26 novembro 2012, 19.21Python is an evil programming language. I have moved it below C++ in my esteem, and in fact it is well below C++. I was fooled early on and thought the language pleasant, but now the more I use Python the more I detest it.
I’m not sure if it’s even better than ancient BASIC. You can do a lot more in it, but I don’t even have a clue how to be certain that Python code is correct. There are just too many ways in which data types get converted back and forth implicitly; moreover, type checking almost always has to be done at run time, and can be endlessly complex if it is to be complete.
Part of the problem is that the language is one of those that tries to be 100% ‘object oriented’. Classes and objects are among the most complicated and treacherous data structures available, and every single type in Python, even a lowly integer, is a class or object, and not trivially so. The abuse of ‘object-orientation’ is extreme; an obvious example is how printf-like formatting is an inherent behavior of an ordinary character string. This is insane.
8 novembro 2012, 09.52There was some New Yorker I scolded here at LJ who had dumped on the New Orleaneans for living there in the first place. I pointed out, of course, that the same thing was going to happen to New York someday.
It was not rocket science, but simply knowledge that New York was considered extremely at risk. Heck, it’s not even like the place doesn’t have a history of hurricane mayhem, at least if you take into account Suffolk County.
7 novembro 2012, 13.58‘When you do things right, people won't be sure you've done anything at all.’
6 novembro 2012, 23.31I told you so. :)
2 novembro 2012, 01.29See https://twitter.com/RiskyLiberal/st
Especially those of us who think of New Jersey as our homeland, wherever we live now.
To the Precinct Station: How theory met practice ...and drove it absolutely crazy | Thomas Frank | T
31 oktobro 2012, 15.29To the Precinct Station: How theory met practice ...and drove it absolutely crazy | Thomas Frank | The Baffler
4 oktobro 2012, 17.58https://twitter.com/MittRmoney/status/25
8 julio 2012, 15.58Must-see Obama campaign video portrays Romney as the Gordon Gekko he is
7 majo 2012, 06.28Well, one hopes it’s fixed. :) If anyone can actually read it and would check for more errors, much appreciated: https://bytebucket.org/chemoelectric/pur
There have been the usual typos and so forth, as well.
I avoided the usual notational confusion by calling the probability of coincidence simply Pcoincidence :)
7 majo 2012, 01.49I don’t have my bell disproof quite right, yet. It’s too bad the physicists tend not to spell out the details, but more or less rely on a presumed prior knowledge of electromagnetic wave theory. It ends up with me having to work out details, and probably with a lot of readers, even physicists, going ‘Huh?’
7 majo 2012, 01.45I did the equivalent of turning in my test without the last minute check that catches the major oversight that can be corrected before time is up if you just hold onto the test for longer.
6 majo 2012, 22.14I have been clarifying the presentation at https://bytebucket.org/chemoelectric/pur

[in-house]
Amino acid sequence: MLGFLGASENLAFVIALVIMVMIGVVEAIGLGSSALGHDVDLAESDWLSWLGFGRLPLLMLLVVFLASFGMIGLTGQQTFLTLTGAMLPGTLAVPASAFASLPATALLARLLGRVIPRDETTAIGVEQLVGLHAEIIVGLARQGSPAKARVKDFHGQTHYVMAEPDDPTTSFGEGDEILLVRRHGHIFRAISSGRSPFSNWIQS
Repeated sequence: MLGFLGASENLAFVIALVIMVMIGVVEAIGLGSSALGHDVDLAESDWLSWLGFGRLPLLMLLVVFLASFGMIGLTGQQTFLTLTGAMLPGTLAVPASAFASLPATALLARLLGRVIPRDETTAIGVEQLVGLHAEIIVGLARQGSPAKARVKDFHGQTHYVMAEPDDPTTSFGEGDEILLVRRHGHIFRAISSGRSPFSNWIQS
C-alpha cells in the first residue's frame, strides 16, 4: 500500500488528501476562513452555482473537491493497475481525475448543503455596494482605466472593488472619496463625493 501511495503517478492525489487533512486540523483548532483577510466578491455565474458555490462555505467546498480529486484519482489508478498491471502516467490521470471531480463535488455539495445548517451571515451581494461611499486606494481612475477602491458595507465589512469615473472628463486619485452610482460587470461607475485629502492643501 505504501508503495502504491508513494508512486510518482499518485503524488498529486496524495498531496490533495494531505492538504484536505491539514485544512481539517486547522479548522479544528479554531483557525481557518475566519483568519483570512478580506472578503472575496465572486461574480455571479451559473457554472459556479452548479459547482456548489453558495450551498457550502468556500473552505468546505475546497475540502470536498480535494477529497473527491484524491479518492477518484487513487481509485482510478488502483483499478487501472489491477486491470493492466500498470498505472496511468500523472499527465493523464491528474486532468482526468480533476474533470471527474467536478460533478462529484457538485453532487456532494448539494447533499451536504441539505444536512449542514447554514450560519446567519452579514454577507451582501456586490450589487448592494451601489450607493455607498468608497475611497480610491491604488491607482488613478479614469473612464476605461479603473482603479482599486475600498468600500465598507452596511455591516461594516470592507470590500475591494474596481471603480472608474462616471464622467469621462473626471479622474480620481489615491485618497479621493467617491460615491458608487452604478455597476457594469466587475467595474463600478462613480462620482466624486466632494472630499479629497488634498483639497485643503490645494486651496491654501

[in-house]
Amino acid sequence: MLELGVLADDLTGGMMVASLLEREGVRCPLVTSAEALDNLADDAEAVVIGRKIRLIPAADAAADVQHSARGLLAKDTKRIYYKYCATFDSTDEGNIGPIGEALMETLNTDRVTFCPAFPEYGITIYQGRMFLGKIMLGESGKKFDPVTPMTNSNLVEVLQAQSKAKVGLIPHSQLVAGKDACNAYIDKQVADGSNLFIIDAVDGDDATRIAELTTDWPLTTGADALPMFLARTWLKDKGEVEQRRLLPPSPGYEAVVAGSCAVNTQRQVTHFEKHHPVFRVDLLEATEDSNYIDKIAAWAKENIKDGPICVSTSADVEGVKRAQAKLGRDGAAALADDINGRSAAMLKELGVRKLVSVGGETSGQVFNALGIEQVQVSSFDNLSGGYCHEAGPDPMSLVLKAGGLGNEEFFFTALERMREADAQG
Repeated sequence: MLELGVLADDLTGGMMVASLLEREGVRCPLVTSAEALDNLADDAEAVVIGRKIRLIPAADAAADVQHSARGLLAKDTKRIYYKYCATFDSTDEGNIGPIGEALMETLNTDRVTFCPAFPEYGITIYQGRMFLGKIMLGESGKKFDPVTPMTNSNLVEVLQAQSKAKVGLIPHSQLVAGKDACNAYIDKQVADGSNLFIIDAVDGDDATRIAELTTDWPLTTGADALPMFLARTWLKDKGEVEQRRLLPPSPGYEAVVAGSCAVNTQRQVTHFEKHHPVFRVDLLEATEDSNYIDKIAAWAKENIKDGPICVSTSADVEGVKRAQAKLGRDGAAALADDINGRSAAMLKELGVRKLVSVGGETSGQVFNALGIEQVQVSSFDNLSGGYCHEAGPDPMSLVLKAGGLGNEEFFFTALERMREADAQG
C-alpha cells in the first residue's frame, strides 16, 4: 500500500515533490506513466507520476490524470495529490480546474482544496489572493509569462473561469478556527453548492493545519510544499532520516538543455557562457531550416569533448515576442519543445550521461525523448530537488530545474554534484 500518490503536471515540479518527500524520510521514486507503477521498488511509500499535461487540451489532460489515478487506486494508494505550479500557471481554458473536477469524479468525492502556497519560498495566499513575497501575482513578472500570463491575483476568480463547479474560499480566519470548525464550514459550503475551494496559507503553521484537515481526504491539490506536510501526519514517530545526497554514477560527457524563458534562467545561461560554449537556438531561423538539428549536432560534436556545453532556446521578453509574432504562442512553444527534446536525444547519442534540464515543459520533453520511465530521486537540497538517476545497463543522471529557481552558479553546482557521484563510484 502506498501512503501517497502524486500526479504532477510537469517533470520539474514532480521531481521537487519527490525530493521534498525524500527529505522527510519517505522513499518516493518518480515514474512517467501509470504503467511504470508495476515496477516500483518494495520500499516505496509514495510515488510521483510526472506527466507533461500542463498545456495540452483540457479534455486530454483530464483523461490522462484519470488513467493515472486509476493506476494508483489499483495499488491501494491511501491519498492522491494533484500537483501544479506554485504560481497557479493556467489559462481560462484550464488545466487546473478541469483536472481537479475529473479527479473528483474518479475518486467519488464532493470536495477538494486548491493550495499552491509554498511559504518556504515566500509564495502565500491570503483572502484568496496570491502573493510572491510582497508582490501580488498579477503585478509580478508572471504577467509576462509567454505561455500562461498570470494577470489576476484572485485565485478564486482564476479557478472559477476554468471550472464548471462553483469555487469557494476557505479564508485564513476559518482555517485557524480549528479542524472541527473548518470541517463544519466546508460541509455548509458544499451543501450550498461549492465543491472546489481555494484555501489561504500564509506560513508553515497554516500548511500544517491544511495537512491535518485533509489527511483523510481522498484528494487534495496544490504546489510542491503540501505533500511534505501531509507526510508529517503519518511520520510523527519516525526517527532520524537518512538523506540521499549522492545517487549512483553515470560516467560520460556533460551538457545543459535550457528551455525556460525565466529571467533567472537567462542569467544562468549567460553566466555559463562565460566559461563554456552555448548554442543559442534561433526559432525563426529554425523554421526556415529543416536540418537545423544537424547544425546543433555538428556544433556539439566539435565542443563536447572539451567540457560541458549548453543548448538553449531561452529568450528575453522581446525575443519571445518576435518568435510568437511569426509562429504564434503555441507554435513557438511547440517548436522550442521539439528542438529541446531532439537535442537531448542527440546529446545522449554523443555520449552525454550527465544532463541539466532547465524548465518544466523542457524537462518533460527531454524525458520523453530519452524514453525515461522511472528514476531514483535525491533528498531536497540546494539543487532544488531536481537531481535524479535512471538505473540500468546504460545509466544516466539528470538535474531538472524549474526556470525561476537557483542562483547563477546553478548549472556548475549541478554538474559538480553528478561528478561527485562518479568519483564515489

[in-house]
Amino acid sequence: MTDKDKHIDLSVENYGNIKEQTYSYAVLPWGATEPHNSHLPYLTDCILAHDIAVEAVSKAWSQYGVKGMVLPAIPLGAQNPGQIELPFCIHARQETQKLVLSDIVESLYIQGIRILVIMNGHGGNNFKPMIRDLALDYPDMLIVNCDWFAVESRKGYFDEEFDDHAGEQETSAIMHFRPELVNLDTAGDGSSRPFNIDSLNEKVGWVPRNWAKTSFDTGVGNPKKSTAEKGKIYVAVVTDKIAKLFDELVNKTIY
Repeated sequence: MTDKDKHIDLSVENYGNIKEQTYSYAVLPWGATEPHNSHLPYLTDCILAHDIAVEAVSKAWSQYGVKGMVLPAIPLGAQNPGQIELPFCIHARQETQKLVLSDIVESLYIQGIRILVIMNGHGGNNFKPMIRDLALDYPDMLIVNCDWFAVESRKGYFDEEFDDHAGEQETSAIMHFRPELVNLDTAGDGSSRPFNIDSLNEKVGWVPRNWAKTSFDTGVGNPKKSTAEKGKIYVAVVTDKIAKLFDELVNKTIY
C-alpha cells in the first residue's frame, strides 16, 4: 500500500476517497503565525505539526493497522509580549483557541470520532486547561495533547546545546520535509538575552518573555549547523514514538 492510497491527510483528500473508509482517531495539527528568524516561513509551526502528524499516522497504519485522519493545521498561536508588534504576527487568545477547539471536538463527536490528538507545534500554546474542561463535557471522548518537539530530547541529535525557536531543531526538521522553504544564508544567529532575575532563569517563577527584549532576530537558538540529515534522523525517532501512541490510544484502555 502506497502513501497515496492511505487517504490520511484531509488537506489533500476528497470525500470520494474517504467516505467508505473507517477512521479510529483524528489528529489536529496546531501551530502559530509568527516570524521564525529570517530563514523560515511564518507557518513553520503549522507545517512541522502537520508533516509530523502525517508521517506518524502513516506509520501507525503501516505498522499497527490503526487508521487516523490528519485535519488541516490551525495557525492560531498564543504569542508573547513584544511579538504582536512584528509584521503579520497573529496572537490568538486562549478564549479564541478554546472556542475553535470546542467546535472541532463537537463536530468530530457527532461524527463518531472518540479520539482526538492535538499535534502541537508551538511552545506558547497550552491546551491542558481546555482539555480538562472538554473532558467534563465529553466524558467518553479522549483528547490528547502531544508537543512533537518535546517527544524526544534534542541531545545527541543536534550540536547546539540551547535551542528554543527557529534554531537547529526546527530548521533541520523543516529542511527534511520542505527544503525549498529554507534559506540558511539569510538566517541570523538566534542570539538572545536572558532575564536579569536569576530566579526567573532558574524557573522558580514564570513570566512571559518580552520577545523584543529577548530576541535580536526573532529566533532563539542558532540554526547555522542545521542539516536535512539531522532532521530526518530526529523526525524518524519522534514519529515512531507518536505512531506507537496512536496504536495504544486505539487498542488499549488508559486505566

6 majo 2012, 01.36My disproof of the basis for ‘quantum non-locality’ is complete, though not fully discussed, as it were: <link>
The joint probability result is the one that is supposed to be impossible without spooky superluminal action at a distance, but here it operates in an ordinary manner (if ‘moving tangent vectors’ can be considered ordinary objects). To make the counterproof even more devastating, the ‘correlations’ are between two experimental runs on the same apparatus.
To reproduce the error made by the orthodoxy, instead of doing an integration over theta, you would do a double integration over two different variables, one for each cosine-square in the integrand. This error is what is ‘justified’ by claiming it ‘encodes’ ‘locality’.
It’s absolutely astonishing what theoretical physics has become, but then it seems less so when I consider how overblown the reputation of physicists is in our society. We would actually expect such incompetence and orthodoxy in many other academic fields.
29 aprilo 2012, 11.00While barking up a wrong tree
I noticed something different
Between ‘modern probability theory’
And ‘calculus of plausible inference’.
Suppose you want to make a robot.
Suppose you want it free of prejudice.
Then you must make that robot
So it never adds a new assumption.
It happens often that some quantity
Shows up in your expressions
But what you know about that quantity
Amounts to less than a hill of beans.
A robot, faced with this situation,
And programmed according to the ‘moderns’,
Must come to you for more instructions,
To be given a density for the quantity.
The human must make a declaration,
‘Assume that X is uniformly distributed’,
Which the robot on its own cannot do,
Because it never makes assumptions.
In calculus of plausible inference, though,
The robots are commanded as follows:
‘You must never neglect what you know,
And you must never disagree with your fellow.’
Thus the robot must choose a density
That every other robot would have chosen,
Which always gives the same conclusion,
No matter how you integrate, etc.
Of course it ends up the same function,
Just forced by logic instead of assumed,
A little weightier in human judgment,
And keeping robots off our lazy backs.
28 aprilo 2012, 17.45http://en.wikipedia.org/wiki/Vitalism
A number of physicists began to advocate vitalism. Niels Bohr was one of the first to suggest that special laws not found in inanimate matter might operate in organisms. He thought of these laws as analogous to the laws of physics except for their being restricted to organisms. Erwin Schrödinger supported similar ideas, as well as the physicists Walter M. Elsasser and Eugene Wigner.
Physicists by day, superstitious kooks by night.
Paĝfino (end of page)